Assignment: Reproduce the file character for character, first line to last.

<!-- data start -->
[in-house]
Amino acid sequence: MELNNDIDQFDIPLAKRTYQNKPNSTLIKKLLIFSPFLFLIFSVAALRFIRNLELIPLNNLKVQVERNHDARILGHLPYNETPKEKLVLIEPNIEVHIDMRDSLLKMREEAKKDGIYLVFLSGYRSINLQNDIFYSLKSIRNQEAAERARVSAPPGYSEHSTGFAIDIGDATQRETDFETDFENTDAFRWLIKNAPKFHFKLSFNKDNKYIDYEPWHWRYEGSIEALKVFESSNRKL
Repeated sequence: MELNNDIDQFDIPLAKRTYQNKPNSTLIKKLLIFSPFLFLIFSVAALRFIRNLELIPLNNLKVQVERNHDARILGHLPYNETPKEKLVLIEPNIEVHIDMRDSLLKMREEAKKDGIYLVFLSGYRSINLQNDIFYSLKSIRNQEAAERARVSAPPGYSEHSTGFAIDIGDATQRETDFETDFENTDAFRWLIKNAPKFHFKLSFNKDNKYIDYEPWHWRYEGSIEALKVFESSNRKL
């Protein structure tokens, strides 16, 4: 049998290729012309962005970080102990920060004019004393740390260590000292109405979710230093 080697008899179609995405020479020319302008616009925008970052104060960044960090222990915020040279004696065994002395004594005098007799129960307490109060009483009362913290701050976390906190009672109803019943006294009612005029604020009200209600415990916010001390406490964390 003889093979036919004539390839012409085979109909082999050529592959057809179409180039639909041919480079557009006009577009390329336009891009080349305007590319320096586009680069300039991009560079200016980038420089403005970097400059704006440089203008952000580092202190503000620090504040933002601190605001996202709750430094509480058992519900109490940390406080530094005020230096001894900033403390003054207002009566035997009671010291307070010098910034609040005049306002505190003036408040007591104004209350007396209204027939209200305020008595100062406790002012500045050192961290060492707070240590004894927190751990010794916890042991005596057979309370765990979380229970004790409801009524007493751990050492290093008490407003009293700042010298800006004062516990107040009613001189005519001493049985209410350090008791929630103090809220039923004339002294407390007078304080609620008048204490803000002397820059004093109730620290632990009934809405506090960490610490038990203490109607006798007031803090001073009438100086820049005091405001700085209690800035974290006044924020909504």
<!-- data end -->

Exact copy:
[in-house]
Amino acid sequence: MELNNDIDQFDIPLAKRTYQNKPNSTLIKKLLIFSPFLFLIFSVAALRFIRNLELIPLNNLKVQVERNHDARILGHLPYNETPKEKLVLIEPNIEVHIDMRDSLLKMREEAKKDGIYLVFLSGYRSINLQNDIFYSLKSIRNQEAAERARVSAPPGYSEHSTGFAIDIGDATQRETDFETDFENTDAFRWLIKNAPKFHFKLSFNKDNKYIDYEPWHWRYEGSIEALKVFESSNRKL
Repeated sequence: MELNNDIDQFDIPLAKRTYQNKPNSTLIKKLLIFSPFLFLIFSVAALRFIRNLELIPLNNLKVQVERNHDARILGHLPYNETPKEKLVLIEPNIEVHIDMRDSLLKMREEAKKDGIYLVFLSGYRSINLQNDIFYSLKSIRNQEAAERARVSAPPGYSEHSTGFAIDIGDATQRETDFETDFENTDAFRWLIKNAPKFHFKLSFNKDNKYIDYEPWHWRYEGSIEALKVFESSNRKL
């Protein structure tokens, strides 16, 4: 049998290729012309962005970080102990920060004019004393740390260590000292109405979710230093 080697008899179609995405020479020319302008616009925008970052104060960044960090222990915020040279004696065994002395004594005098007799129960307490109060009483009362913290701050976390906190009672109803019943006294009612005029604020009200209600415990916010001390406490964390 003889093979036919004539390839012409085979109909082999050529592959057809179409180039639909041919480079557009006009577009390329336009891009080349305007590319320096586009680069300039991009560079200016980038420089403005970097400059704006440089203008952000580092202190503000620090504040933002601190605001996202709750430094509480058992519900109490940390406080530094005020230096001894900033403390003054207002009566035997009671010291307070010098910034609040005049306002505190003036408040007591104004209350007396209204027939209200305020008595100062406790002012500045050192961290060492707070240590004894927190751990010794916890042991005596057979309370765990979380229970004790409801009524007493751990050492290093008490407003009293700042010298800006004062516990107040009613001189005519001493049985209410350090008791929630103090809220039923004339002294407390007078304080609620008048204490803000002397820059004093109730620290632990009934809405506090960490610490038990203490109607006798007031803090001073009438100086820049005091405001700085209690800035974290006044924020909504």